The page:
I had on a flowered dress and a denim jacket, and a bracelet that chimed with my every movement and it was too good an outfit to waste sitting at home all evening studying. So I smiled and smiled at MDH until he shut his textbook and then we were off, outside, with black boots on.
The nearest park is the Common. The common has tall trees for children to climb and grass for dogs to prance on and a lake for ducks and moorhens. In the evening, the common is filled birds and bats that flitter and titter, and swoop from drooping branches.
Loud music and flickering lights were across the water and we knew from painted signs that the fair had come to town for the easter weekend.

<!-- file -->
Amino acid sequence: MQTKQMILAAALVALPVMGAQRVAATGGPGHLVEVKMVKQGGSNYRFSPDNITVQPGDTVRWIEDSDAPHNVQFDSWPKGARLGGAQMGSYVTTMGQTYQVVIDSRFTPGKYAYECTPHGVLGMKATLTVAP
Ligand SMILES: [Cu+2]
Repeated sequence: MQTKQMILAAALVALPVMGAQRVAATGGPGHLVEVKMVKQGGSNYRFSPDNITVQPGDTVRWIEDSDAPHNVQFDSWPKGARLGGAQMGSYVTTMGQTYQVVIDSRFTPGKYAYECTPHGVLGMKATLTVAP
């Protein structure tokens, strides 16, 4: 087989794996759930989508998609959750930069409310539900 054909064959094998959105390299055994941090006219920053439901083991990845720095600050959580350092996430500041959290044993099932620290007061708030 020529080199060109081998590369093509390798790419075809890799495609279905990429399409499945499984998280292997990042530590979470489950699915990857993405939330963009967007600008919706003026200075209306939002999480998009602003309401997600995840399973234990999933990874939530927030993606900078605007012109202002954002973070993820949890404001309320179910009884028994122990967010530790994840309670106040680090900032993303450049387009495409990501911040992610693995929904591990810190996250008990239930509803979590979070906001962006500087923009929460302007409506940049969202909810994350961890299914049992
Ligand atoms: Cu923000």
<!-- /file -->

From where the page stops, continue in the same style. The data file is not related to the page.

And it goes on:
Drawn to the smell of buttered popcorn and sugary candy floss, we wandered across the mossy ground, and watched the children jumping in the inflatable castle and lining up for rides.
Grandparents strolled along, holding the hands of their chattering descendants, sticky with the remains of melted icecream, sticky with the residue of caramelised almonds, with the remains of candied apples.
The freckled young lads were throwing beanbags at cans, in exchange for cross-eyed stuffed animals, in exchange for the attention of young ladies who giggled and tossed their braids and rolled their eyes.
A young mother cursed loudly at a small child who had stumbled over into a pool, splattering mud.
A group of children walked by me, laughing and throwing grapes at each other, one of them drinking from a half empty bottle of bourbon.
A man shouted at his wife for dropping the paper tokens on the ground.
We looked at each other and shivered. It was time to go home.